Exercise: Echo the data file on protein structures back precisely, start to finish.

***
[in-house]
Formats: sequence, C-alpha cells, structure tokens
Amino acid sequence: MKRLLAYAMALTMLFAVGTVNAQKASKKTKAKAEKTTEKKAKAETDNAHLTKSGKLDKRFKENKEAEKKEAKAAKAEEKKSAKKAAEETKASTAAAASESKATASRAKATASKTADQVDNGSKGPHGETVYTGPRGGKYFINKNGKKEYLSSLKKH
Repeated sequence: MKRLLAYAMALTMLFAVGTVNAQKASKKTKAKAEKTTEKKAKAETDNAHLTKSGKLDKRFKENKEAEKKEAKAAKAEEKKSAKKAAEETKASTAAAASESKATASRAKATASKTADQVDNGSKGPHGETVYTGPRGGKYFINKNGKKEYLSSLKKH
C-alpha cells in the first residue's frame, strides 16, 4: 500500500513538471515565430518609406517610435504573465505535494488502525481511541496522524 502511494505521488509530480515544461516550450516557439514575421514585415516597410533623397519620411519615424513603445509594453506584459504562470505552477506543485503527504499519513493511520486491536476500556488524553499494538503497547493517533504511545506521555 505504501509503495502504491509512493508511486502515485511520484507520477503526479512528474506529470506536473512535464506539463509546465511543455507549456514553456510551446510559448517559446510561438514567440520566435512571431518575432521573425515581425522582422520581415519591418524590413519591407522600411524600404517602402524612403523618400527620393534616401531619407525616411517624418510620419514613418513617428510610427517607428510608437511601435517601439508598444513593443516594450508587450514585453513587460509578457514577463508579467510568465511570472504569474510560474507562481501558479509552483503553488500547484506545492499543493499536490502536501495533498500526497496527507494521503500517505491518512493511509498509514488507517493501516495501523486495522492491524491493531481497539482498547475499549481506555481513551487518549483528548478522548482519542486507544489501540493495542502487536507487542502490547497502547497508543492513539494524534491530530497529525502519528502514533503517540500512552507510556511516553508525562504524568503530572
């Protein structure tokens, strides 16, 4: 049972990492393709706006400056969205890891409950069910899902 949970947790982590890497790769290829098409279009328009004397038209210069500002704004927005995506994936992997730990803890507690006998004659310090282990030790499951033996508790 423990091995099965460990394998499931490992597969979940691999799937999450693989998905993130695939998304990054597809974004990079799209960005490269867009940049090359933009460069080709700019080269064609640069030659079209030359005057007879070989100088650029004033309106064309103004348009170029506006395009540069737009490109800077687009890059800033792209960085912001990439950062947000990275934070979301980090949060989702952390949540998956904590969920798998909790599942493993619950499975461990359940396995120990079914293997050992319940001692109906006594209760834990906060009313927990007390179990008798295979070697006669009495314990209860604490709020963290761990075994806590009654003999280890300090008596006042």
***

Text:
[in-house]
Formats: sequence, C-alpha cells, structure tokens
Amino acid sequence: MKRLLAYAMALTMLFAVGTVNAQKASKKTKAKAEKTTEKKAKAETDNAHLTKSGKLDKRFKENKEAEKKEAKAAKAEEKKSAKKAAEETKASTAAAASESKATASRAKATASKTADQVDNGSKGPHGETVYTGPRGGKYFINKNGKKEYLSSLKKH
Repeated sequence: MKRLLAYAMALTMLFAVGTVNAQKASKKTKAKAEKTTEKKAKAETDNAHLTKSGKLDKRFKENKEAEKKEAKAAKAEEKKSAKKAAEETKASTAAAASESKATASRAKATASKTADQVDNGSKGPHGETVYTGPRGGKYFINKNGKKEYLSSLKKH
C-alpha cells in the first residue's frame, strides 16, 4: 500500500513538471515565430518609406517610435504573465505535494488502525481511541496522524 502511494505521488509530480515544461516550450516557439514575421514585415516597410533623397519620411519615424513603445509594453506584459504562470505552477506543485503527504499519513493511520486491536476500556488524553499494538503497547493517533504511545506521555 505504501509503495502504491509512493508511486502515485511520484507520477503526479512528474506529470506536473512535464506539463509546465511543455507549456514553456510551446510559448517559446510561438514567440520566435512571431518575432521573425515581425522582422520581415519591418524590413519591407522600411524600404517602402524612403523618400527620393534616401531619407525616411517624418510620419514613418513617428510610427517607428510608437511601435517601439508598444513593443516594450508587450514585453513587460509578457514577463508579467510568465511570472504569474510560474507562481501558479509552483503553488500547484506545492499543493499536490502536501495533498500526497496527507494521503500517505491518512493511509498509514488507517493501516495501523486495522492491524491493531481497539482498547475499549481506555481513551487518549483528548478522548482519542486507544489501540493495542502487536507487542502490547497502547497508543492513539494524534491530530497529525502519528502514533503517540500512552507510556511516553508525562504524568503530572
């Protein structure tokens, strides 16, 4: 049972990492393709706006400056969205890891409950069910899902 949970947790982590890497790769290829098409279009328009004397038209210069500002704004927005995506994936992997730990803890507690006998004659310090282990030790499951033996508790 423990091995099965460990394998499931490992597969979940691999799937999450693989998905993130695939998304990054597809974004990079799209960005490269867009940049090359933009460069080709700019080269064609640069030659079209030359005057007879070989100088650029004033309106064309103004348009170029506006395009540069737009490109800077687009890059800033792209960085912001990439950062947000990275934070979301980090949060989702952390949540998956904590969920798998909790599942493993619950499975461990359940396995120990079914293997050992319940001692109906006594209760834990906060009313927990007390179990008798295979070697006669009495314990209860604490709020963290761990075994806590009654003999280890300090008596006042």